pr ducts of the mildest of temperate climates. . · Among these people, whom we have been accustomed to view as rude barbarians, a strong sense of religie ous veneration for the supreme Being prevailed ; and'à refpectful attachment to that form of worship they had been taught to cultivate, formed a very striking charateristic feal ure. This we learn from the most undisputa able authority, that of their public inscriptions, which are still preserved ; which, on account of the sublime fimplicity of expression, the purity of the morals they inculcate, and the respect for fovereign power, ur. debased by the meanness of adulation, that, under the garb of praile, for the most part conveys the founda. eft advice,---form upon the whole a fpecies of compofition, fo uncommon, and at the fame time fo plealing that I hope my readers will be well pleased with the following morfels, which have been felected for their in. tertainment. At the fame time that thefe inscriptions may be prized as'objects of taste, 'they deferve to be held in high eftimation, as historical records, that tend to give a diftin& idea of the state of the country, at the time they were written, and of the modes of thinking of its people. . ! !!

The following infcription was copied from the front of a building, erected as an hospital in the year 1376, which answers to the 778th year of the Hegira. It runs thus : : a. .. " donciju ; - “ Praise be to God. This hofpital, an asylum of mercy, $6 was built for the benefit of poor and fick Moors; a work "" the piety, and utility of which no tongue can fufficient“ ly praise. It ftands a monument of the faith and cha* rity of the founder, and will be his recompence,when “God shall inherit the earth, ard all that it contains. # The founder is the great, the renowned, and the vir* tuous, Abi Abdallah Mahomad: May he prosper in * God! the zealous king, the friend and benefactor of 66 his people ; who employs his minister for the glory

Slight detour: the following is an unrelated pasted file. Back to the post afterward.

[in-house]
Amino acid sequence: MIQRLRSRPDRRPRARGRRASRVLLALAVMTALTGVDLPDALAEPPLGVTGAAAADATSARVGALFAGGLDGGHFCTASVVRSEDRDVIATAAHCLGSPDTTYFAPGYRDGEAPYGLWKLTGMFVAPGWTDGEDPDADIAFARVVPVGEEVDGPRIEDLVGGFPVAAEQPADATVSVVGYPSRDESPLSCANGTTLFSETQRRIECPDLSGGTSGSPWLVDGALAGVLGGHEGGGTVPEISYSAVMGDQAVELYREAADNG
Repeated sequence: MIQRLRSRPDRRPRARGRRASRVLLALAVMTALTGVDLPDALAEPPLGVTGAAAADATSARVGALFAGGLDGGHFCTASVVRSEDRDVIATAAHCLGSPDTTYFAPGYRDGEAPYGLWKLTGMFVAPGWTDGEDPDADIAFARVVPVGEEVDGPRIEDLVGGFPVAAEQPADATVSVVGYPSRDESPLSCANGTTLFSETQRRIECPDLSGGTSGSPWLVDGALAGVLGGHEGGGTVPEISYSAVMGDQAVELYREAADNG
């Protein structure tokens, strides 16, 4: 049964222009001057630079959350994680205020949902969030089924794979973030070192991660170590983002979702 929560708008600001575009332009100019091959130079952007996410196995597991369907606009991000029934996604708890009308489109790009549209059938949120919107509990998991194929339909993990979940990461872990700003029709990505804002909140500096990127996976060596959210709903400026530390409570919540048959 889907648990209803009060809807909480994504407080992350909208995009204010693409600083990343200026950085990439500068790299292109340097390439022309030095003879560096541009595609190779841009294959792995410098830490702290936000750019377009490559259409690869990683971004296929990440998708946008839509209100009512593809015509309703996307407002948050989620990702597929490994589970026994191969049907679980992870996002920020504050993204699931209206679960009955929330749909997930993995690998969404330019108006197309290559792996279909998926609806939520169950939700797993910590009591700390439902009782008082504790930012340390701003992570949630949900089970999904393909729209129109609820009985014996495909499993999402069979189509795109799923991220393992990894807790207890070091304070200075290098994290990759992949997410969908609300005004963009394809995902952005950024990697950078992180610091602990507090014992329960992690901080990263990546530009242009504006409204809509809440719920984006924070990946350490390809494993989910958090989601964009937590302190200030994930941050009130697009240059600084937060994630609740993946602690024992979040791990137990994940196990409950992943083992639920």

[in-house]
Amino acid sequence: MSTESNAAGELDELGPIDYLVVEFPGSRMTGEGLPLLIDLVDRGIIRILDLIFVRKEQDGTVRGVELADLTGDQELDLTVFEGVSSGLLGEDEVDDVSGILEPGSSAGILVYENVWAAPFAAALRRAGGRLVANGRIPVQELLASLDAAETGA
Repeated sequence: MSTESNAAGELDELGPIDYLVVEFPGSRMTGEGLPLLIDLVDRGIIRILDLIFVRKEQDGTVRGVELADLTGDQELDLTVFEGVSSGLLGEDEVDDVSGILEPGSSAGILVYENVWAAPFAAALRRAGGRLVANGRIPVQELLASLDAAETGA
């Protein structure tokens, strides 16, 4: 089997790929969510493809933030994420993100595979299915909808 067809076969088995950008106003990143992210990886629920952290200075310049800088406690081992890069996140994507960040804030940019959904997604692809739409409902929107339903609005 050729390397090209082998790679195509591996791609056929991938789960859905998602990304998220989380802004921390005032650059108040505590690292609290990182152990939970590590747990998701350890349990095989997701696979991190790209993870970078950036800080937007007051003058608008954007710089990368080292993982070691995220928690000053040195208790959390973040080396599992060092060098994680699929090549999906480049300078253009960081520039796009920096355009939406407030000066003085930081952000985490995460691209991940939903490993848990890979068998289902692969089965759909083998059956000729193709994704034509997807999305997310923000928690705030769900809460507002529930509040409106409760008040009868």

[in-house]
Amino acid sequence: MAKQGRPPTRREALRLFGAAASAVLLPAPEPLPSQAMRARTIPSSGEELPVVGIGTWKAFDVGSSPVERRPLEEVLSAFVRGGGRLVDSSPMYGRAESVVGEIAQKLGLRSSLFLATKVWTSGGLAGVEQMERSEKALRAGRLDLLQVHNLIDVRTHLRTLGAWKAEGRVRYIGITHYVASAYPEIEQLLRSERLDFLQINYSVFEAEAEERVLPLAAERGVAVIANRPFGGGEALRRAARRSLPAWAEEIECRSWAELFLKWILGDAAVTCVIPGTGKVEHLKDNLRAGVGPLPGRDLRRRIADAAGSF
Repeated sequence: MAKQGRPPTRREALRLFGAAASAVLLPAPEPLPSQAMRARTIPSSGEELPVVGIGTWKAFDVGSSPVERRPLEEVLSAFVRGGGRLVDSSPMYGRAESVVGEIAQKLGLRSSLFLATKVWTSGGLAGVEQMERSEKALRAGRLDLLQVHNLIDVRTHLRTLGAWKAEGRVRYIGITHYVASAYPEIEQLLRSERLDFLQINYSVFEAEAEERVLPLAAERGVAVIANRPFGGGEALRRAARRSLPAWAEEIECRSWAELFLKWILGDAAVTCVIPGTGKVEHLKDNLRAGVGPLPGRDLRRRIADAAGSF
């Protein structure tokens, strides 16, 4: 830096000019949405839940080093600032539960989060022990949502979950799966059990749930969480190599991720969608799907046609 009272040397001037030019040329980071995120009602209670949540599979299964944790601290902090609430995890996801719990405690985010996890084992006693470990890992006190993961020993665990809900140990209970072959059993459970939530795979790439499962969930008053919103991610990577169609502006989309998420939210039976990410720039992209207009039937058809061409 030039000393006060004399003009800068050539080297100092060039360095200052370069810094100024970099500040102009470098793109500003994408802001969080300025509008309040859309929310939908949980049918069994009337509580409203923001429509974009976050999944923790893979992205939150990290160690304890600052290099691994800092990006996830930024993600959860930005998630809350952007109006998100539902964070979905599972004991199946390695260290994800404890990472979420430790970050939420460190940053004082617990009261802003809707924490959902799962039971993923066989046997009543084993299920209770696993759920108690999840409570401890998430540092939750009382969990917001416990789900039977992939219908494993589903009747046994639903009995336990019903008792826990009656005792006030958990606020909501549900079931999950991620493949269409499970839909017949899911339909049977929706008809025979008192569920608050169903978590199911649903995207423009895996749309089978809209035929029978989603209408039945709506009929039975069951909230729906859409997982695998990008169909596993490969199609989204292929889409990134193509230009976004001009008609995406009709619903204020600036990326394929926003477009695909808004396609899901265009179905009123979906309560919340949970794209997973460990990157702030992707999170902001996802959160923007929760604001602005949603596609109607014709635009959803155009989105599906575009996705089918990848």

of his religion, and of God; the courageous prirce, * the propagator of pious works; the prince protected " by angels; the pure faint.; the protector of the laws ve and of morality ; the worthy emperor of the Moors; * may he prosper in God! He is the fon of our Lord,

the juft king, the higb and powerful, the conqueror, 5. the fortunate, the pious governor of the Moors, Abi56 alhageg, who bears witness to the laws, son of the rey nowned, of the sublime. Abi Algnalid, the deftroyer $6 of thofe by whom companions are given to God; fon 46 of Nazar the privileged, happy in his works, and in "every thing which is refolved in the decrees of God, 66 for his fervice and with lim : Fie projected this edi

fice, from the moment the Moorish nation became “ reign of this city, and thus made a provision of me- rit. He filled her ark with charity and good works ;

and his whole intention was directed in the presences of God. God is he who inspires good thoughts, and who communicated to him his light, that it might be communicated to those who should come after himn;

and for the day when riches and ancestors will avail. "6 us nothing, and when nought shall remain to us, but

that which God in his mercy shall have given us.

“ The plan of this hospital was drawn in the ten “ days in the middle of the month Moharram, in the *** year 777, and finished in the ten days in the middle

6 of the month Zaguet, in the year 778. May God (66 preserve the pious work of the founders, and never 16 leave, without recompente, the meritorious labours 36 of these illustrious princes. God be with Mahomet ** and his adherents for ever!” · Europe owes great obligations to the magistrates of Granada, who some years ago caused all these infcrip" tions to be carefully copied, and lodged in the archives of that city, together with accurate translations of the whole, there to be preserved, after the works themfelves on which they were inscribed shall be crumbled in the dust. - The following infeription, yet more fimple, and in a still better taste, was placed over the principal gate of the palace, which was employed, as was usual in eastern nations, as a tribunal of justice. .“ This gate, called the gate of judgement, or tri« bunal, (may God cause it to promote the happiness “ of the Moorish people, and perpetuate it to the end of s nations), was built by our lord, the Emperor and " King of the Moors, Joseph Abulnaggeg, fon of the ** just and warlike Abigualid, son of Nazar ; God give " a happy end to his works for the good of the Muf* ful.nan nation, and prosper the edibce built for its de os fence. It was finished in the month of Maulen Alm. + nadam, in the year feven Hundged and forty-nine,